The added element of Fengshui in this new sub-series explores the idealisation of home through the lens of superstition. By allowing a Fengshui master to intervene in a place as intimate as home, the artist implies the notion of belief over one's liking. While the original series forms a commentary on the ineluctable disparity between fantasy and reality, the use of superstition in the new paintings speaks to the influence of faith over perception. Utilising Fengshui properties applicable to both the virtual environments and their resulting triptychs, the artworks are believed to bring good fortune to the exhibition.
Staged amid the paintings, in the center of the gallery, are two isolated islands fully furnished with beds, nightstands, lamps, rugs, and faux wood flooring, collectively construct two cinematic installations in manifestations of ideal bedrooms as imagined by the artist. In the works, Mak2 compares predictive analysis to fortune-telling. Seemly different, the authorities of science and theology respectively represent in the artworks both attempt to foresee the future by building upon existing information.
Clever Calculation I consists of a LED screen implanted into a queen-sized bed, the drawers of which are packed with wires, cables, and various electronic components. The displayed video shows a data scientist calculating the trajectory of the artist's career using big data analysis. Using data that the artist provided, the calculation naturally results in a positive outcome. With the socio-economic implications of big data, the installation brings forth the idea that the real-life applications of the science may generate the illusion of a self-fulfilling prophecy by guiding its subjects into a cyclical pattern using data mining, selective advertisements, and targeted marketing. Using the bedroom as a symbol for privacy and intimate thoughts, the artwork reveals the interventions of technocapitalism and science.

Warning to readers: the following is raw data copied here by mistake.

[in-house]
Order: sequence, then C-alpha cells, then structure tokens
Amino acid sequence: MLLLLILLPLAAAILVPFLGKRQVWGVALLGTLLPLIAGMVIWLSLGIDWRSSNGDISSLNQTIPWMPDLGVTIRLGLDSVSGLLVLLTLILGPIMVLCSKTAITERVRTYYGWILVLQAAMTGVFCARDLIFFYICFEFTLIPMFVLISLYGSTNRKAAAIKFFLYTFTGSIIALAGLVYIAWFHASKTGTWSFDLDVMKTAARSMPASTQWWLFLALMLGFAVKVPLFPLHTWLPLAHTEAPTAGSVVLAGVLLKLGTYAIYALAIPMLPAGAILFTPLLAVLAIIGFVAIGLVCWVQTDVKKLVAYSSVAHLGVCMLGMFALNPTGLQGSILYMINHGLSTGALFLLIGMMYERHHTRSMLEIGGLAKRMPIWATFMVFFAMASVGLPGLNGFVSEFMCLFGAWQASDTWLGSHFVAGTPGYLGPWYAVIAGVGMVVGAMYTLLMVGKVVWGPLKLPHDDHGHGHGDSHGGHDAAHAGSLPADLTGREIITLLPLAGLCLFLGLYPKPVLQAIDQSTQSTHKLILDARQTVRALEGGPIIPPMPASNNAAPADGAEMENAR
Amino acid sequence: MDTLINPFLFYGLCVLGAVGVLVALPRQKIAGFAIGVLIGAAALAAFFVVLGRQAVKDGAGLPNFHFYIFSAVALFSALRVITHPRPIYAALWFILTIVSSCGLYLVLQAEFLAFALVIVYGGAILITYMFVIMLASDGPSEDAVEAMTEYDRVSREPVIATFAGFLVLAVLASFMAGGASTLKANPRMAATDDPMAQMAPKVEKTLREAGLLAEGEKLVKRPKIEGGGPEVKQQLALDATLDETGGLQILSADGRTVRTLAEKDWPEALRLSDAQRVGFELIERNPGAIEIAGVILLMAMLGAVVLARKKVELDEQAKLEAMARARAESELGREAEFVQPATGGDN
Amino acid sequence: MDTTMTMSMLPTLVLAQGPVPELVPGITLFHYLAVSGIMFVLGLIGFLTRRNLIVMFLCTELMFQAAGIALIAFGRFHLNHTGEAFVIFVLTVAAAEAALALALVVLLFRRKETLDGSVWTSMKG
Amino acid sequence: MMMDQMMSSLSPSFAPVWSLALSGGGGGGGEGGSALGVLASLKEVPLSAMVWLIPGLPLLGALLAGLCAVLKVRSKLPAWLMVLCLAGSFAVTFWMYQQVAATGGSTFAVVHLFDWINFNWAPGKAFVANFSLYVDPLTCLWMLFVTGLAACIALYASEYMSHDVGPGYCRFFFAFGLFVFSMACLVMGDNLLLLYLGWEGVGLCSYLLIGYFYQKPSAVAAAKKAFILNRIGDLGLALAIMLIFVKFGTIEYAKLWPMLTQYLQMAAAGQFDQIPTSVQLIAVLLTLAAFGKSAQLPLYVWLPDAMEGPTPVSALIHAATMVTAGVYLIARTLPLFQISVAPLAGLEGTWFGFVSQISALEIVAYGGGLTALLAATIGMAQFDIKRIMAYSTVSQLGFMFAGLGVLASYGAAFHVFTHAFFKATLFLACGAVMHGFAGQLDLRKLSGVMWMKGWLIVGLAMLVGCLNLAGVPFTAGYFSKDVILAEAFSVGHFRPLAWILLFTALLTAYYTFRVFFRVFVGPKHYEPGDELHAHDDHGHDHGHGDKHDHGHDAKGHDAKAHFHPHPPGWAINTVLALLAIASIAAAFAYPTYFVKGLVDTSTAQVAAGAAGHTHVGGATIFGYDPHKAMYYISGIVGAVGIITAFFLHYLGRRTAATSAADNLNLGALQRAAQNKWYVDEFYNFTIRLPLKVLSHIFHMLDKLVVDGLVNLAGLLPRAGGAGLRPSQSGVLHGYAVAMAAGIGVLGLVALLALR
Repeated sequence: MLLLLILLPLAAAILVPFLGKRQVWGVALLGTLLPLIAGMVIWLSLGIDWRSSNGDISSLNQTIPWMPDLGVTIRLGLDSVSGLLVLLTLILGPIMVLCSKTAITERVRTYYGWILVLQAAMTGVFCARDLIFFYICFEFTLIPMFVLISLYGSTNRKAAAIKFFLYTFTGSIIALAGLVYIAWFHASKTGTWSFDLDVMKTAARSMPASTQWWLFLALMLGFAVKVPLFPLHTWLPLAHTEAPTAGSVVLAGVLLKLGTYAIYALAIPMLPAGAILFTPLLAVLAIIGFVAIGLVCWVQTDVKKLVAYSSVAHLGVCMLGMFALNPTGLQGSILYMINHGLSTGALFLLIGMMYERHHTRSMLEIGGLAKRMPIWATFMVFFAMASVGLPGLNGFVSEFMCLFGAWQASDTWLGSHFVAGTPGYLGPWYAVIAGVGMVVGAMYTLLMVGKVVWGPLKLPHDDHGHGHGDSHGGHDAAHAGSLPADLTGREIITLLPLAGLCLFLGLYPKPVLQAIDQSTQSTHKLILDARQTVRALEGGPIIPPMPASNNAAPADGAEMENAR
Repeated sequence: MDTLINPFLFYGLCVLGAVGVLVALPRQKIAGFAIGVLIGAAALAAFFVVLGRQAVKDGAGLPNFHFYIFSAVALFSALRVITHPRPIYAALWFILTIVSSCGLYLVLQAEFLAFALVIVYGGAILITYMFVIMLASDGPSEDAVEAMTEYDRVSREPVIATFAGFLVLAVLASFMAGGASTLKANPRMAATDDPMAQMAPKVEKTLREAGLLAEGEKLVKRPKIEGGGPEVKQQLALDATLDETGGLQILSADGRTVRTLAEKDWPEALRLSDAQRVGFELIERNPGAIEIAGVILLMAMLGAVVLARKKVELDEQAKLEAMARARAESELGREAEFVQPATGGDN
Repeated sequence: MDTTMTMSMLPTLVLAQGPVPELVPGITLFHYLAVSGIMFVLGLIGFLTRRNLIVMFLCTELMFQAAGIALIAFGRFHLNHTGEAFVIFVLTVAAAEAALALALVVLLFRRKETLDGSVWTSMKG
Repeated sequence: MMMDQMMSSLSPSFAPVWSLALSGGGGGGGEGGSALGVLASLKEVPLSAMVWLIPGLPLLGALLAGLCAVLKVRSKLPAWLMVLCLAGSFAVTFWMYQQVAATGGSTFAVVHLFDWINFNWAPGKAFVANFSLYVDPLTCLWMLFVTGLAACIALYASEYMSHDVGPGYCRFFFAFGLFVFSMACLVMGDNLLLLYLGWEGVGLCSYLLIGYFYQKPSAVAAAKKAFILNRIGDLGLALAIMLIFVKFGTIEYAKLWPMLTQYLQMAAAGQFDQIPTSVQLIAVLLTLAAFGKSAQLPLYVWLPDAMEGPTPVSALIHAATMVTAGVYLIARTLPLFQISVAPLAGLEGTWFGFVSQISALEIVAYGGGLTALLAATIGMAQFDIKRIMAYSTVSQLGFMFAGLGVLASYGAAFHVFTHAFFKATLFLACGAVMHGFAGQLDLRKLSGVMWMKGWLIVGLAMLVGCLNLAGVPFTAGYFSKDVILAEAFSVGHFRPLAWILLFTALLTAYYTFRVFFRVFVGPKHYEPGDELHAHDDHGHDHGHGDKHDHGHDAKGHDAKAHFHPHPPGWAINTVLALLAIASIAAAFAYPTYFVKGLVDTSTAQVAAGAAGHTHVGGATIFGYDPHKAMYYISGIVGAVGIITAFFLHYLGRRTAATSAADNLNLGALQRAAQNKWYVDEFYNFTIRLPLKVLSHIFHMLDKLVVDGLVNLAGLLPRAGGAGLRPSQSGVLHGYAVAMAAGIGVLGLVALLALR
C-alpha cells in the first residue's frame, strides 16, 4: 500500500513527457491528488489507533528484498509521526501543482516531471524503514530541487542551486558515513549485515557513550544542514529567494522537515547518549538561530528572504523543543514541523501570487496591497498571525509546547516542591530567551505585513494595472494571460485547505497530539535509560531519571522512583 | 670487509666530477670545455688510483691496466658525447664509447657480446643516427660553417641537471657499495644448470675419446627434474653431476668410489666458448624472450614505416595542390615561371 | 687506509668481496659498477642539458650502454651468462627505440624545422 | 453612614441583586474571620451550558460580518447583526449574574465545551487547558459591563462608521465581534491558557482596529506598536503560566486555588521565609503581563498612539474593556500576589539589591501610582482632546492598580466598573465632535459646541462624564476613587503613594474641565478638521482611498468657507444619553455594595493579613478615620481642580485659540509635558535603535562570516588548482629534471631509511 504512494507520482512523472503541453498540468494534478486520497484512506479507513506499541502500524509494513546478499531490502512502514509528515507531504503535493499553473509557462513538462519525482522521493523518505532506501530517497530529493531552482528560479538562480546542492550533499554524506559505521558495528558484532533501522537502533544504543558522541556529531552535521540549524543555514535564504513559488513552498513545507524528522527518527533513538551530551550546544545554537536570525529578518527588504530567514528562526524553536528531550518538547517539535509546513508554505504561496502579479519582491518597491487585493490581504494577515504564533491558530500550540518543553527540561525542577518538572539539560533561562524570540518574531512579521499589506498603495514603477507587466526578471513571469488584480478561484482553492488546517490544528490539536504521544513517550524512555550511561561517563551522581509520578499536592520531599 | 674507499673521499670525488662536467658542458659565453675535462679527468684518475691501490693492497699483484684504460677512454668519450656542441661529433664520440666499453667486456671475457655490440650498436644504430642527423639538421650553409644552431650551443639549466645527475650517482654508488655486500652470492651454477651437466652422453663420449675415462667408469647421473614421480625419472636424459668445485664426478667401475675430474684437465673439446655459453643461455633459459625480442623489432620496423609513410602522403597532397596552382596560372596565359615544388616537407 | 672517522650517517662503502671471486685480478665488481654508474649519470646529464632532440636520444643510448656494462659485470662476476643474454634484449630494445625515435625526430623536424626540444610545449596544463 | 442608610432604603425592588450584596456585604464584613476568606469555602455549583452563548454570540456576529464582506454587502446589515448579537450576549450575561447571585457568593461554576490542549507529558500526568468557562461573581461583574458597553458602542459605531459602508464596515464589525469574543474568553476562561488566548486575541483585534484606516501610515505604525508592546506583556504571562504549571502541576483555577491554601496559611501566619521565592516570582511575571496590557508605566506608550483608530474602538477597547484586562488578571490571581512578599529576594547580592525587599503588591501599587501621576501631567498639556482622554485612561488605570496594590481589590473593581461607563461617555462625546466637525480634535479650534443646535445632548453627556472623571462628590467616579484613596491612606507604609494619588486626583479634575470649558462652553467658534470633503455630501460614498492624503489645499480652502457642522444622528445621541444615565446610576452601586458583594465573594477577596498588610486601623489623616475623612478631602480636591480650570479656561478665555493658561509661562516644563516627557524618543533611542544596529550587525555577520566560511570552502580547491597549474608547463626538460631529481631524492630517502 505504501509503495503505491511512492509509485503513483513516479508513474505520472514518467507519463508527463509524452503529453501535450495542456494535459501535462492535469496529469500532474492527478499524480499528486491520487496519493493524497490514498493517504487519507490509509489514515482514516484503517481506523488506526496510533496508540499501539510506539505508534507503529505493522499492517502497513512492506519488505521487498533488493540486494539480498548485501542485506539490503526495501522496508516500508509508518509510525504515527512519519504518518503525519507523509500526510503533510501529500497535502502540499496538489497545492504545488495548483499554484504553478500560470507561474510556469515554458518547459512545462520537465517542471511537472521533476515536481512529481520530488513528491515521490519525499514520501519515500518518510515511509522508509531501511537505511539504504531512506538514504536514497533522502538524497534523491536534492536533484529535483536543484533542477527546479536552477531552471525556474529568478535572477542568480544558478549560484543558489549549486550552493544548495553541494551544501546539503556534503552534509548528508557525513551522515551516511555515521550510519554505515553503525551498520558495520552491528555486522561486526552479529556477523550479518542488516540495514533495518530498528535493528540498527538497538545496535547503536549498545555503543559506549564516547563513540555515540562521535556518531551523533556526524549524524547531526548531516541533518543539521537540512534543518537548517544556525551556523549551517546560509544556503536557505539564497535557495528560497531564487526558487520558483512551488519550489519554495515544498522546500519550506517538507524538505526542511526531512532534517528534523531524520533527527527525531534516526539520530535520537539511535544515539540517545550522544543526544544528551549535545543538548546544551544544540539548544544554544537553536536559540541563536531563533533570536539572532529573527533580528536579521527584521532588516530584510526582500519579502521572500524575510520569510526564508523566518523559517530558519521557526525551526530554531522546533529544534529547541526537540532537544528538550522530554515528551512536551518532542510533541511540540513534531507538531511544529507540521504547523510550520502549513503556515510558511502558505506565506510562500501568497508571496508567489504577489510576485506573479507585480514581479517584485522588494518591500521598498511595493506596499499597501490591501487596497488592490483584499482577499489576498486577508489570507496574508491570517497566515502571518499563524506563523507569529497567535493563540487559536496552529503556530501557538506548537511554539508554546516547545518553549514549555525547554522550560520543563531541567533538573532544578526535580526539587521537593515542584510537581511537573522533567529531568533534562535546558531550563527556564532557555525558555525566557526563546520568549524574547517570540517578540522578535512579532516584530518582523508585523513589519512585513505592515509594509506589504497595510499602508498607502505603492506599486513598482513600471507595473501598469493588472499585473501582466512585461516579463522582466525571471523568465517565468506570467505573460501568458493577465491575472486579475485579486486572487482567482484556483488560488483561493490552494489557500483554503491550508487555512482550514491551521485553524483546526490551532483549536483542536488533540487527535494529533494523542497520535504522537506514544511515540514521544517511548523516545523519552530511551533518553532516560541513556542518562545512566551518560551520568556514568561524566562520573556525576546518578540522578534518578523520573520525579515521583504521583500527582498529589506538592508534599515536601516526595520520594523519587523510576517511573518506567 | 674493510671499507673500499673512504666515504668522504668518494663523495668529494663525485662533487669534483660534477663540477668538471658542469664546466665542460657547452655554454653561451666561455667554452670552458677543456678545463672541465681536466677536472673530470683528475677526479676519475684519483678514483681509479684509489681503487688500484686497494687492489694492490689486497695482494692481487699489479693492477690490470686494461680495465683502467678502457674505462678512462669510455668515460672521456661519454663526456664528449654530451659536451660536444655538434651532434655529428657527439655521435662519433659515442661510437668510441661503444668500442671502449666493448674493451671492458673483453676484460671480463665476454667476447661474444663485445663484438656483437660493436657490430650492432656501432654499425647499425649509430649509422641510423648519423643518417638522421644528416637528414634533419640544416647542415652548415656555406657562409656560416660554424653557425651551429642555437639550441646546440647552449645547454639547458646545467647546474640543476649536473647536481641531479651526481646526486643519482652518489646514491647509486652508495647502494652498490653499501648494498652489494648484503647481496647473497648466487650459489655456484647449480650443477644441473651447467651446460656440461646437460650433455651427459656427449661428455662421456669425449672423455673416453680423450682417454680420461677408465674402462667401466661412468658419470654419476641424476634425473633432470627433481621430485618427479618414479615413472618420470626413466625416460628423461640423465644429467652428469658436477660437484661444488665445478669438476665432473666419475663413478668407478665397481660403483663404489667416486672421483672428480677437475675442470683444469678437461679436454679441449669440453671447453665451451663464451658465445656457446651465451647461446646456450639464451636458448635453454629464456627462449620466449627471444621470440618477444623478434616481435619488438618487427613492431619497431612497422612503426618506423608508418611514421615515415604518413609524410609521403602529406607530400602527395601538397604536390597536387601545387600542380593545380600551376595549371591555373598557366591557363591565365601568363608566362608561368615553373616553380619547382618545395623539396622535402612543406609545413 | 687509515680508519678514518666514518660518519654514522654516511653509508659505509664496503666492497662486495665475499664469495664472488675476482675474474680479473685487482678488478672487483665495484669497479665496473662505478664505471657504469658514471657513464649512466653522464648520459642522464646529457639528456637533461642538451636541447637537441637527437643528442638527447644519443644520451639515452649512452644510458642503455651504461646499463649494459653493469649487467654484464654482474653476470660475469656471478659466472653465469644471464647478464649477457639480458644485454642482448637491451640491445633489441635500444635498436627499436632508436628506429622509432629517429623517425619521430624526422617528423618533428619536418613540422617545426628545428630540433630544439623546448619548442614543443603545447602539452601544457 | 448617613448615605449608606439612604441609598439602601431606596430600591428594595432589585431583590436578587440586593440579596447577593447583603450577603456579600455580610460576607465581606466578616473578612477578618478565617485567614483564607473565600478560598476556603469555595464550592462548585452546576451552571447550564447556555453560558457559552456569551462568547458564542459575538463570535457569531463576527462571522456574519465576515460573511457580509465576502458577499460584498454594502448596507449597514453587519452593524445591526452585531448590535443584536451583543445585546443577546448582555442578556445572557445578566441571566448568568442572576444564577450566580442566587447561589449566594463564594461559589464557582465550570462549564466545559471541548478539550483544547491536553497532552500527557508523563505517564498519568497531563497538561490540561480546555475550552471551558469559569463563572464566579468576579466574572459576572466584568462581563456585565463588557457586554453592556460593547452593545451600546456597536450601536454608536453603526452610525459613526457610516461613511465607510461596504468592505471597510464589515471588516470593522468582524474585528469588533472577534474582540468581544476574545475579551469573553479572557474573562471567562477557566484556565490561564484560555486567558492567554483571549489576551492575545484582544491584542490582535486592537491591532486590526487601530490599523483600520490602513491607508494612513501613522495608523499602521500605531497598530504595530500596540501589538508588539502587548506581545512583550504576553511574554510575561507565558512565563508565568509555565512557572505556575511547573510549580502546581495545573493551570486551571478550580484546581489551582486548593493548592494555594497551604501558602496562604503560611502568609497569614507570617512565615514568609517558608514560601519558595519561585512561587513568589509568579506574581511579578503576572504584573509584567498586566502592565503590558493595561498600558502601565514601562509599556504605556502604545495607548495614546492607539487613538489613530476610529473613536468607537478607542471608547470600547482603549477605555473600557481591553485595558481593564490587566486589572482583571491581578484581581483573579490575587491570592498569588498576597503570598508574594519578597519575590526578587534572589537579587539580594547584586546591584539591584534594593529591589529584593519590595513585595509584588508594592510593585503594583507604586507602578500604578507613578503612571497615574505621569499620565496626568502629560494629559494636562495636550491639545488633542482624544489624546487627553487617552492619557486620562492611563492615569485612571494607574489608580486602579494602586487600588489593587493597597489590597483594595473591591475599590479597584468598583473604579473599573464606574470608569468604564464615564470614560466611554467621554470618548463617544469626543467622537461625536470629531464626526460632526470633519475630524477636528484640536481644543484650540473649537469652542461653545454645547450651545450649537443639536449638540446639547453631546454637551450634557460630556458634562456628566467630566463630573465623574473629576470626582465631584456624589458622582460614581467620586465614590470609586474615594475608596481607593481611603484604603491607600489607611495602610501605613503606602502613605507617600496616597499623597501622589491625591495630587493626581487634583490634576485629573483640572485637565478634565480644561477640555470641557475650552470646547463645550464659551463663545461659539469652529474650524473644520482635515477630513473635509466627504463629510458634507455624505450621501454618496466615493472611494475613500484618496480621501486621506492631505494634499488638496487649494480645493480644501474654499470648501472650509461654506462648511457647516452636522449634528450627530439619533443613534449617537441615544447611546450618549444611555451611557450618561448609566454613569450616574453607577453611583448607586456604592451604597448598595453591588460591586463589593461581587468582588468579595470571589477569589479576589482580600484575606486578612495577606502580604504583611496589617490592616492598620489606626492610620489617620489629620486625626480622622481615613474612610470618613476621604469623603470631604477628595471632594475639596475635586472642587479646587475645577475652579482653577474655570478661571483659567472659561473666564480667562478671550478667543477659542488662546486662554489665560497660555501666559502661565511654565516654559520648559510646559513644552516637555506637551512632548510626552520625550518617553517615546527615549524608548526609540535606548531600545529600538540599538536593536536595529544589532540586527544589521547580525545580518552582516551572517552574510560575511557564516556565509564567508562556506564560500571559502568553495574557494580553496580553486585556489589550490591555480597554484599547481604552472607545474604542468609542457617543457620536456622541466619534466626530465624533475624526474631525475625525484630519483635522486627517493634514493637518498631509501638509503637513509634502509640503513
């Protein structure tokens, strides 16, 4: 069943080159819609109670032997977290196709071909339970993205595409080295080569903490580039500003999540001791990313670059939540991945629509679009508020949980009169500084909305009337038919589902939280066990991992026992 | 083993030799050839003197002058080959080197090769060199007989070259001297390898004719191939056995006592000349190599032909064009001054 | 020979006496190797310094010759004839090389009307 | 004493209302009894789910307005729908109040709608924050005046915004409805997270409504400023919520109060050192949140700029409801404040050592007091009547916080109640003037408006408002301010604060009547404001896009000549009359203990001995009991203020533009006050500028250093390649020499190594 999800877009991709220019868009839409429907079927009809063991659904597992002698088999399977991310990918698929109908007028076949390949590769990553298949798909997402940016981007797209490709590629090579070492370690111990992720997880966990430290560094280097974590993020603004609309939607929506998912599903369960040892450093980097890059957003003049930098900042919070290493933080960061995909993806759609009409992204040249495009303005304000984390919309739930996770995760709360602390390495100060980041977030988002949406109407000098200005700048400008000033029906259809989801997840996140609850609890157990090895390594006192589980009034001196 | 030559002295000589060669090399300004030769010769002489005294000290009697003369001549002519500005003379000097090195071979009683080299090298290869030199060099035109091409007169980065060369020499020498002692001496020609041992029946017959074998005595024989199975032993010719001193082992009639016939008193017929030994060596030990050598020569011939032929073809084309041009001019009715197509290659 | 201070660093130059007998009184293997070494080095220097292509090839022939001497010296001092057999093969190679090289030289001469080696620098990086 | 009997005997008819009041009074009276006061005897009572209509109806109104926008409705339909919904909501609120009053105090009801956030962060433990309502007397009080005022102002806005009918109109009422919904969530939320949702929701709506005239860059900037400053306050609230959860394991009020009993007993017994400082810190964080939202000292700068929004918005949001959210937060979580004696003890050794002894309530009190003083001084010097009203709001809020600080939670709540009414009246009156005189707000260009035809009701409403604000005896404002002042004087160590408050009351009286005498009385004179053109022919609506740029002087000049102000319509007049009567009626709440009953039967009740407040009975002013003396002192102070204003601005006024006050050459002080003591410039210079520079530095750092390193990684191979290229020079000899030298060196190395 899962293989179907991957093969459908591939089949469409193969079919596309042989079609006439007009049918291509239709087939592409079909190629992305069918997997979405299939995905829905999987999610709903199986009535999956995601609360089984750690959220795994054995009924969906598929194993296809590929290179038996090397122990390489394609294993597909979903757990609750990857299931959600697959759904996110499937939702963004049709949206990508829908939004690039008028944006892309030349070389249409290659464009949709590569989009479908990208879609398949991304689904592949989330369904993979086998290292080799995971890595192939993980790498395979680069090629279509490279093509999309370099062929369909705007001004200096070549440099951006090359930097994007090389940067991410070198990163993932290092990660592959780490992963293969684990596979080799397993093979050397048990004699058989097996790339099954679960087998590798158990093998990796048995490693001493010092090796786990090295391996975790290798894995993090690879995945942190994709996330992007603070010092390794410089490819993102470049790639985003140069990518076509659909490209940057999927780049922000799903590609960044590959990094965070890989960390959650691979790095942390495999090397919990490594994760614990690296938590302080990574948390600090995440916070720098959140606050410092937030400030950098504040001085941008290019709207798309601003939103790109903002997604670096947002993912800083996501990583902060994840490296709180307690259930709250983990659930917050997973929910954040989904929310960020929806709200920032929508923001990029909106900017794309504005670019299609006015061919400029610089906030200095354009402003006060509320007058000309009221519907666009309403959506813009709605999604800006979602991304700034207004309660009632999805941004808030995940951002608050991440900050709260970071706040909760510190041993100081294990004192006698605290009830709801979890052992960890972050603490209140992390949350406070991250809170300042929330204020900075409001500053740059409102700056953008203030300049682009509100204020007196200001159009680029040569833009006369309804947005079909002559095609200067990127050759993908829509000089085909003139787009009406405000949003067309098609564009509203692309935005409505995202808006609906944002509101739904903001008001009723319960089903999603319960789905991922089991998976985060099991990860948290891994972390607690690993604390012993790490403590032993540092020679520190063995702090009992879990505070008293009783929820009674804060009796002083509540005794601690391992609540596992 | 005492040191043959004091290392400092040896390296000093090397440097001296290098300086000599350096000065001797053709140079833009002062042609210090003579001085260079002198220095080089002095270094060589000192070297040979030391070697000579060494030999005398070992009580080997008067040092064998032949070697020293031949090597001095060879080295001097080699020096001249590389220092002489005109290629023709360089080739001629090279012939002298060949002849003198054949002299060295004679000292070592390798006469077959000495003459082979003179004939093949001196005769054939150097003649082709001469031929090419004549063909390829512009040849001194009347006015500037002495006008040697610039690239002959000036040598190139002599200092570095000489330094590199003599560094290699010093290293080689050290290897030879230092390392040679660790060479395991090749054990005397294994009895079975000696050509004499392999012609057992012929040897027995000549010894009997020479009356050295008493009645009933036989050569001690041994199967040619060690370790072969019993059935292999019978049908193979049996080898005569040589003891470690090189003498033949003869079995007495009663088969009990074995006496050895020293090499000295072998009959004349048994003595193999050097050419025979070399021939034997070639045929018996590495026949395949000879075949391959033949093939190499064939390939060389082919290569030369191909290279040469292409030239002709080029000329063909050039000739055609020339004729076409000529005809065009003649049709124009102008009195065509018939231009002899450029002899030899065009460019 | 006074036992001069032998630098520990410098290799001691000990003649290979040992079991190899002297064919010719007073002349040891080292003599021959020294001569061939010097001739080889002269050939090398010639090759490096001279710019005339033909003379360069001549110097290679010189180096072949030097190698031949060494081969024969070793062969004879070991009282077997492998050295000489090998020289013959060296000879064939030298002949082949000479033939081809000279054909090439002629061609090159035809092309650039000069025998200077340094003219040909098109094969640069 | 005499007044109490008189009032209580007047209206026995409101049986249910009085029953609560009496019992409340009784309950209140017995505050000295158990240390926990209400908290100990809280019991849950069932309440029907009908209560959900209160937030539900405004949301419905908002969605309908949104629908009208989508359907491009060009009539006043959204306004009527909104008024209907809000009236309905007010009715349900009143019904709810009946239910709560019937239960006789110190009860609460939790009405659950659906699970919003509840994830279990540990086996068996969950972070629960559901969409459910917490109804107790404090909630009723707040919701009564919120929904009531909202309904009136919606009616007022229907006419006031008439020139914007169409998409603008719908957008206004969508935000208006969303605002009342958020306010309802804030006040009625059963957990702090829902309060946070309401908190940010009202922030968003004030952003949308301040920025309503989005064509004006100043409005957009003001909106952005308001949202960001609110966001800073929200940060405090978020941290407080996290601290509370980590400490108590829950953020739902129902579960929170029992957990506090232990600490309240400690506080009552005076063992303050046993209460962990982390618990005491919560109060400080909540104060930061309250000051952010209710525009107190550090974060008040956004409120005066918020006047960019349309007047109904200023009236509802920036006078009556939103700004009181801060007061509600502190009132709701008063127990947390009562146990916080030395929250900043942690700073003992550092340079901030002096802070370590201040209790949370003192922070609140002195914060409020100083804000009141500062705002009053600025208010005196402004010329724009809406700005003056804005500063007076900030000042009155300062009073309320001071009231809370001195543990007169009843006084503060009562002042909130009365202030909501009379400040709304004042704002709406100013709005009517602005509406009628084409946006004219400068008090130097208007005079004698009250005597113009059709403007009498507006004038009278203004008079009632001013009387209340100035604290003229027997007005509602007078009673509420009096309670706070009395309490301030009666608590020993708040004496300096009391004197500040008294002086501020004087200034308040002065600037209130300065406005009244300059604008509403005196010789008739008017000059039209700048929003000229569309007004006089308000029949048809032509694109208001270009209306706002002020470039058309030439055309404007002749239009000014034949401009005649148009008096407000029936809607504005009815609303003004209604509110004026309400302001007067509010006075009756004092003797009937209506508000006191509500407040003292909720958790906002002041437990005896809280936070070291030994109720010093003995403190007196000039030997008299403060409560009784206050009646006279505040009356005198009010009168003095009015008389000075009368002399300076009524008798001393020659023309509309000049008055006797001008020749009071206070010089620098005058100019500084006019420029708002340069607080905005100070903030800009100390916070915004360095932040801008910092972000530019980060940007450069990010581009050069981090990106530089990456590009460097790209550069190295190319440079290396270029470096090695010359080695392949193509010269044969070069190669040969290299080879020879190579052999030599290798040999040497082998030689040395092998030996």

Clever Calculation II comprises a single bed, one of which has a LED screen embedded in the mattress. The LED screen shows a video of a hired actress playing the role of a Fengshui master. She predicts that the artist will become famous. Contrary to the making of Home Sweet Home: Feng Shui Painting, the video flaunts the artist's transparent manipulation of the result. Casting the lookalike of a local celebrity Fengshui master, the near-parodic video calls into question the legitimacy of fortune-telling. Mak2 drafted the script based on advice obtained from online fortune telling services, furthering her investigation into digital Fengshui and the co-existence of science and superstition in the 21st-century technological era. A fully orchestrated performance, the artwork advocates the existential notion that so-called prophecies are always self-fulfilling and a result of one's own will.
Press release courtesy DE SARTHE.